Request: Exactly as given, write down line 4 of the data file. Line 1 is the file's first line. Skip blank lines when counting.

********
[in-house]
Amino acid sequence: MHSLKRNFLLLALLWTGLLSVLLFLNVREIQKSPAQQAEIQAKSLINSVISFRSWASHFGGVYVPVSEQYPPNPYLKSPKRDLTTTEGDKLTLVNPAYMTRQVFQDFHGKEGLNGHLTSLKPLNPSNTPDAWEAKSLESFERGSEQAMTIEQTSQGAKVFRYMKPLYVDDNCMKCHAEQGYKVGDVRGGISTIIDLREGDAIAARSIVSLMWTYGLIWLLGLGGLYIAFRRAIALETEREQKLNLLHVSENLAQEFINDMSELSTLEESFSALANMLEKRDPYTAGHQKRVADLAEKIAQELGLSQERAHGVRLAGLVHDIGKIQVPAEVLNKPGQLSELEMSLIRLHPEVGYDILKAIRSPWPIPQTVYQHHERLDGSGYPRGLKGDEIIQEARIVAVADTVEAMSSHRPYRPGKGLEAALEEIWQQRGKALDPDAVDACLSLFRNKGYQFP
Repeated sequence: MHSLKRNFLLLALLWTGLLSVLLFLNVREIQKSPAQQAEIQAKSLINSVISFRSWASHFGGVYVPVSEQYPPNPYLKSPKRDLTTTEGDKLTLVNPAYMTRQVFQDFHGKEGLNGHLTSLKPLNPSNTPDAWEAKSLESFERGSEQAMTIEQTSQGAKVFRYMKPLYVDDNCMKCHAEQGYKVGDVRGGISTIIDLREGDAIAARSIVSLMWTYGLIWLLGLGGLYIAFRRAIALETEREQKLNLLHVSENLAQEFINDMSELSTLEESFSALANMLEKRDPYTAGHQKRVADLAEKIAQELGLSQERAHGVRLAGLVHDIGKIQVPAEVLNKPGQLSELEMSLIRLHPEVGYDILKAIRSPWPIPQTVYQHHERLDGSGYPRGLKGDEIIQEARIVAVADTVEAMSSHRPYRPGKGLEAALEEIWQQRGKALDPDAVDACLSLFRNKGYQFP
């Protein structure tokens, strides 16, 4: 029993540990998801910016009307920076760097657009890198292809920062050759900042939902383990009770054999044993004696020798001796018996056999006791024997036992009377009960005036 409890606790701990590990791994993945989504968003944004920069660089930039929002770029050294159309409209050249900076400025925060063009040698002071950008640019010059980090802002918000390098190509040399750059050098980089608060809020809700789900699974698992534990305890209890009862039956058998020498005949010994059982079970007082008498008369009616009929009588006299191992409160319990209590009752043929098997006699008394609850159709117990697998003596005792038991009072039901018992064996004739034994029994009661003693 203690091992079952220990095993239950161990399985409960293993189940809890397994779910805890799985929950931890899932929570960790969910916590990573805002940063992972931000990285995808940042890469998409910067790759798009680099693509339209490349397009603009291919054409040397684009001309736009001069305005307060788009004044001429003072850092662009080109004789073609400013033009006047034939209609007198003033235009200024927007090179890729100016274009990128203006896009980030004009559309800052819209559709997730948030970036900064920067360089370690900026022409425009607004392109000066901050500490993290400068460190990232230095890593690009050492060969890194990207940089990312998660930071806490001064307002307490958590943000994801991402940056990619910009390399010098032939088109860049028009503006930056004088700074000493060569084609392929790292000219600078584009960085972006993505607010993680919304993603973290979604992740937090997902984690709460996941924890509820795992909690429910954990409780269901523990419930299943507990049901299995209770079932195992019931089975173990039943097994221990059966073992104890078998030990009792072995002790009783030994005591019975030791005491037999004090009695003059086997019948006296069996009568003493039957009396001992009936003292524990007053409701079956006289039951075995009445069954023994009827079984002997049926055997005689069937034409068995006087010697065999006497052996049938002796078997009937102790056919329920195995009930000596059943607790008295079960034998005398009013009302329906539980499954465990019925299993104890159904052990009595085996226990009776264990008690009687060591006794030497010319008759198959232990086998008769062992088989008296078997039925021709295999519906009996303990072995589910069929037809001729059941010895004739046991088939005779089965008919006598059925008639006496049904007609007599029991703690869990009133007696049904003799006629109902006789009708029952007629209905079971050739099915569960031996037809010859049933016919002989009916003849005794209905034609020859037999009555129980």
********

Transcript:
């Protein structure tokens, strides 16, 4: 029993540990998801910016009307920076760097657009890198292809920062050759900042939902383990009770054999044993004696020798001796018996056999006791024997036992009377009960005036 409890606790701990590990791994993945989504968003944004920069660089930039929002770029050294159309409209050249900076400025925060063009040698002071950008640019010059980090802002918000390098190509040399750059050098980089608060809020809700789900699974698992534990305890209890009862039956058998020498005949010994059982079970007082008498008369009616009929009588006299191992409160319990209590009752043929098997006699008394609850159709117990697998003596005792038991009072039901018992064996004739034994029994009661003693 203690091992079952220990095993239950161990399985409960293993189940809890397994779910805890799985929950931890899932929570960790969910916590990573805002940063992972931000990285995808940042890469998409910067790759798009680099693509339209490349397009603009291919054409040397684009001309736009001069305005307060788009004044001429003072850092662009080109004789073609400013033009006047034939209609007198003033235009200024927007090179890729100016274009990128203006896009980030004009559309800052819209559709997730948030970036900064920067360089370690900026022409425009607004392109000066901050500490993290400068460190990232230095890593690009050492060969890194990207940089990312998660930071806490001064307002307490958590943000994801991402940056990619910009390399010098032939088109860049028009503006930056004088700074000493060569084609392929790292000219600078584009960085972006993505607010993680919304993603973290979604992740937090997902984690709460996941924890509820795992909690429910954990409780269901523990419930299943507990049901299995209770079932195992019931089975173990039943097994221990059966073992104890078998030990009792072995002790009783030994005591019975030791005491037999004090009695003059086997019948006296069996009568003493039957009396001992009936003292524990007053409701079956006289039951075995009445069954023994009827079984002997049926055997005689069937034409068995006087010697065999006497052996049938002796078997009937102790056919329920195995009930000596059943607790008295079960034998005398009013009302329906539980499954465990019925299993104890159904052990009595085996226990009776264990008690009687060591006794030497010319008759198959232990086998008769062992088989008296078997039925021709295999519906009996303990072995589910069929037809001729059941010895004739046991088939005779089965008919006598059925008639006496049904007609007599029991703690869990009133007696049904003799006629109902006789009708029952007629209905079971050739099915569960031996037809010859049933016919002989009916003849005794209905034609020859037999009555129980």